Russia and China have teamed up for ambitious space missions that would directly compete with those of the United States and its allies.
The two countries have joined forces for a robotic mission to an asteroid in 2024 and coordinated a series of lunar missions intended to build a permanent research base on the south pole of the moon by 2030, The New York Times reported Saturday.
In the first of such missions, a Russian spacecraft, dubbed Luna, is scheduled to be launched by next October, aiming to “locate ice that could provide water to future human visits,” according to the report.
“China has an ambitious program, has resources to match it and it has a plan,” said Alexander Gabuev, a senior fellow at the Carnegie Moscow Center, emphasizing that Russia, by contrast, “needs a partner.”
According to the daily, China and Russia have developed a close partnership under their current leaders, Xi Jinping and Vladimir Putin, “smoothing decades of mistrust between the countries and creating a potent, though unofficial, alliance against what they perceive as the hegemonic behavior of the United States.”
“Space has become a natural extension of the two countries’ warming ties, given increasingly fraught relations with the United States,” it said, adding that Moscow has already signaled that it may pull out of the International Space Station once the current accord with its partners expires in 2024.
Moscow has mentioned various reasons for the move, the report noted, citing “politics” as a key factor. It also pointed to the remarks of the director of Russia’s space agency, Dmitri Rogozin, that his country would quit the partnership if the US maintained sanctions that have impacted Russia’s space program.
China, which sent its first astronauts into space in 2003, was never invited to join the International Space Station. A 2011 legislation adopted by the US Congress barred NASA from virtually any cooperation with the Chinese space administration or any related companies, citing the risk of espionage.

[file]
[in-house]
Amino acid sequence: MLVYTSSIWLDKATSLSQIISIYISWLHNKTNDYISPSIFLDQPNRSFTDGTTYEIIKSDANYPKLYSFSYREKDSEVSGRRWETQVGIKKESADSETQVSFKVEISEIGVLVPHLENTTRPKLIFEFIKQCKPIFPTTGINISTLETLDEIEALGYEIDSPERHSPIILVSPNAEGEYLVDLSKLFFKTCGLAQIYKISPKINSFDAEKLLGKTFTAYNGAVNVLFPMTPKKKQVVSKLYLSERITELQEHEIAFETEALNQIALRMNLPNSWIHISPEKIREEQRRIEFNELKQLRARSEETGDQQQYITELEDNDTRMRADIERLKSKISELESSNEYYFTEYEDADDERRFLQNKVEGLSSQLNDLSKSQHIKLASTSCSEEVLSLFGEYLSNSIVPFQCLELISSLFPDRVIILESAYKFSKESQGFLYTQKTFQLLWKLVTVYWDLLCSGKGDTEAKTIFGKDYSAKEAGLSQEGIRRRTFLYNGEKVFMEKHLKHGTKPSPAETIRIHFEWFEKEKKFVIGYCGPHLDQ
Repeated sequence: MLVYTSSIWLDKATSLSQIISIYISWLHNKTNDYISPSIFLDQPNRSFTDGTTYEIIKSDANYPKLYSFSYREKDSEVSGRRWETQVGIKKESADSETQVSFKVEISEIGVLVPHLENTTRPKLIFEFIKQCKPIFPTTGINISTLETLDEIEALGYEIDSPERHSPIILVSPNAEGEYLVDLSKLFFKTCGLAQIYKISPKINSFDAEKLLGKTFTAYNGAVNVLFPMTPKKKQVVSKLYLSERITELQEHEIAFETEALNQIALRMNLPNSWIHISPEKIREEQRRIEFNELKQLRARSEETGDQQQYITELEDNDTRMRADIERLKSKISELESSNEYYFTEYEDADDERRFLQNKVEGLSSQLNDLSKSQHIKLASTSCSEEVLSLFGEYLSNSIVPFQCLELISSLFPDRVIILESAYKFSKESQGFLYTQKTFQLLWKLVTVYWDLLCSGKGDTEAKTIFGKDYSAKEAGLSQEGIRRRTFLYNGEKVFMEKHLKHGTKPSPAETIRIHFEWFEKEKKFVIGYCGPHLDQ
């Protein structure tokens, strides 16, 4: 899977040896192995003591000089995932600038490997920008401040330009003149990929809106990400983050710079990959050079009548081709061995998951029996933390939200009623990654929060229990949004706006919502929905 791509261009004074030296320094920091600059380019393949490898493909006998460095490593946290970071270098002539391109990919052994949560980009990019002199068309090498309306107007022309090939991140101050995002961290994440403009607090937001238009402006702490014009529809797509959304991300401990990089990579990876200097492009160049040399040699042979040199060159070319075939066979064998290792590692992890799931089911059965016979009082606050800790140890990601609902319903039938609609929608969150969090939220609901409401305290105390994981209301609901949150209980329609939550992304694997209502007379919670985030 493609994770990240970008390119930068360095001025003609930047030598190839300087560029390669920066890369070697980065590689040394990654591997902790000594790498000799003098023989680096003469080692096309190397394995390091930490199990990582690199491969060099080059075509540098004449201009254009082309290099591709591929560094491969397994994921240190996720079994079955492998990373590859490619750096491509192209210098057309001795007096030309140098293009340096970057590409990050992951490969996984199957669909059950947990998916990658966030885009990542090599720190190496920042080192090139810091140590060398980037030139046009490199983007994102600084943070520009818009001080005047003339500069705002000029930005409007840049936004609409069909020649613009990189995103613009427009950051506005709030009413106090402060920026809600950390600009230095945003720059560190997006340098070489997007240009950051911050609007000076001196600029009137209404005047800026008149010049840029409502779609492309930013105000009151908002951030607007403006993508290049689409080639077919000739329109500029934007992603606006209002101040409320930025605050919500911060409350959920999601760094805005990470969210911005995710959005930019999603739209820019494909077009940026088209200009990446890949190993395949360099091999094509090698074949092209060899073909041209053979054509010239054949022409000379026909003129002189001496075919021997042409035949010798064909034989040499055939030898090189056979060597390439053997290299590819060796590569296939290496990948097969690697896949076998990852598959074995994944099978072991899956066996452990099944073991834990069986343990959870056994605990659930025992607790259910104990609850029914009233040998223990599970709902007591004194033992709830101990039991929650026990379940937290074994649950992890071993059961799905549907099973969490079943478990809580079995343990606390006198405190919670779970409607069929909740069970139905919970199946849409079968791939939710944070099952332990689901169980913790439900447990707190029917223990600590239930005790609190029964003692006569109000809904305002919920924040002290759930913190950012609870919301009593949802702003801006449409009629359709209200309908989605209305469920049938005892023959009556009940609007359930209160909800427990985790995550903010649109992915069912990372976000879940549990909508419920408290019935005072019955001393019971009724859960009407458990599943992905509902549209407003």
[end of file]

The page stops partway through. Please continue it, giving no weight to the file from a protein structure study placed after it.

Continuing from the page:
Beijing, meanwhile, insists that it has made a virtue of necessity, developing its own space capabilities, though it also bought equipment from the Russians to help build two temporary space stations in 2011 and 2016.
Its third, called Tiangong, or “Heavenly Palace,” is designed to be completed next year after 11 launches. It is designed to orbit the Earth for at least a decade after that.
“The long-term foreign blockade forced our independent innovation,” said one of Tiangong’s designers, Yang Hong, in an interview last month with China’s state television network. “We must have our own. We cannot always run behind others.”
China -- a relative latecomer to space exploration -- has soared to the top ranks of space powers with missions that include landing and deploying a robotic rover on Mars last month.
Additionally, China launched the first modules of a new orbiting space station this spring and could as soon as Thursday send the first three astronauts to occupy it, according to the report which added that the likely demise of the International Space Station in 2024 could soon leave China with the only inhabited outpost orbiting Earth.
China has vowed to open the station to foreign astronauts and experiments, though by design it will be a Chinese-dominated endeavor. Moscow and Beijing, however, have not yet signaled any joint cooperation onboard.
“We are determined to make our space station a shared platform for scientific and technological research to benefit all people around the world,” Hao Chun, director of the China Manned Space Agency, said during an interview cited by state media organizations.
A month after announcing joint work on the lunar station, Russia and China also said in April that they would team up for a 2024 robotic mission to an asteroid called Kamo’oalewa.
The new agreement on the lunar outpost further points to a deepening space collaboration between the two countries, with Russia now relying on China’s ambitious plans to build a base for future space exploration and the extraction of natural resources.